Three-sixty-five or Grillades.—The reason for the first of these names is that the old Creoles had this dish for breakfast 365 days in the year. Its main virtue seems to be that it supplies a glorious gravy to eat with “grits” or fine hominy. To make, brown an onion and some flour in a little lard or cooking oil, then put into the pan some small pieces of round steak, about three-fourths of an inch in thickness. Do not brown, but cook the meat on each side, until it is merely gray, then add boiling water and cook until a fine gravy results. After a while add sliced or canned tomatoes and sweet peppers in their season, or pimentoes may be used.

In the Picayune’s Creole cook book the translation of grillade is given as “fried meat.” The subject is introduced as follows:

“Our grillades or fried meat a la Creole are famous, relishable, and most digestible dishes, no matter when scientists may say about the nonadvisability of eating fried meat. The many octogenarians who walk our streets and who have been practically raised on grillades, for it is a daily dish among the Creoles, is the best refutation of the outcry that is made in the north and west against fried meat. The great truth is that the Creoles know how to fry meat.

“The round of the meat is always selected for the grillades, and one steak will serve six persons. THe steak is cut into pieces of about six or eight squares, and each piece is called a grillade.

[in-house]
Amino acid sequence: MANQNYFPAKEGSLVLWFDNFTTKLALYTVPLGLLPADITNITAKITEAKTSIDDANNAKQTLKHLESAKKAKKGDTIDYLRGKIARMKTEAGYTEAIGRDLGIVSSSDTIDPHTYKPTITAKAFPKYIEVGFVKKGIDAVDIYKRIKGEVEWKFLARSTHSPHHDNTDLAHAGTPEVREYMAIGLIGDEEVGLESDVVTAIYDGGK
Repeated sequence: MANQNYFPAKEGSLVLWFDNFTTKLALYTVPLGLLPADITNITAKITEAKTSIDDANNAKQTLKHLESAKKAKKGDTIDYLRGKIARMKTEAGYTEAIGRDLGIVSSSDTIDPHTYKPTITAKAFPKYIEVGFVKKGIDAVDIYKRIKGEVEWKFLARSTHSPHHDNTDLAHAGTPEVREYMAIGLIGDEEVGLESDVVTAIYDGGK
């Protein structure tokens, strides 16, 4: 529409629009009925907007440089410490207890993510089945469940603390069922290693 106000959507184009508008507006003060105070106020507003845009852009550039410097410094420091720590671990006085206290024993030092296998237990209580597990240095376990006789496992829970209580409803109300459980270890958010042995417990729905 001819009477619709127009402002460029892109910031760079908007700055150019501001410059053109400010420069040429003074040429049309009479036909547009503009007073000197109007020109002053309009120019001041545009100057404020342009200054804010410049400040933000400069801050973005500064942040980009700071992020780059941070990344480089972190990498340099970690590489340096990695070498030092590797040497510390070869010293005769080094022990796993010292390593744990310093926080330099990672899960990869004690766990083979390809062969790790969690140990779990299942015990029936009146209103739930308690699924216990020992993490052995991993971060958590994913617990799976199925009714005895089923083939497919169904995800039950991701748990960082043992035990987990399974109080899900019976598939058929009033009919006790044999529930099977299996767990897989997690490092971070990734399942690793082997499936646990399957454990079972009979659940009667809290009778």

“Season well with salt and pepper, rubbing these into the meat thoroughly and letting them soak well into the fibers. Have ready a hot pan and place within a tablespoon of lard, and when hot, a sliced onion and one clove of garlic chopped very fine. Let this brown, and then add one chopped tomato. Place the grillades in this, letting them soak thoroughly. Cover with a tight cover and set back, letting them fry slowly so as to absorb all the lard and juices. Serve on a hot dish when brown with garnishes of parsley.

“This is the recipe for making grillades without gravy. Some also fry simply in the boiling lard, using only a half tablespoonful, and letting it soak and absorb thoroughly after being well seasoned. This is a matter of taste.

“Grillades are a favorite dish among the poorer classes of the Creoles especially, being served not only for breakfast, but also at dinner, in the latter instance with gravy and a dish of red beans and boiled rice.”

The printed facts may not come very close to the facts of a visitor’s own personal experiecne. In our case, grillades seemed to be always a stew, or perhaps what is meant in the following recipe from the Creole Cook Book:

“Grillades with Gravy. (...)”

Google Books
November 1912, Good Housekeeping, “Creole Cookery” by Martha McCulloch-Williams, pg. 717: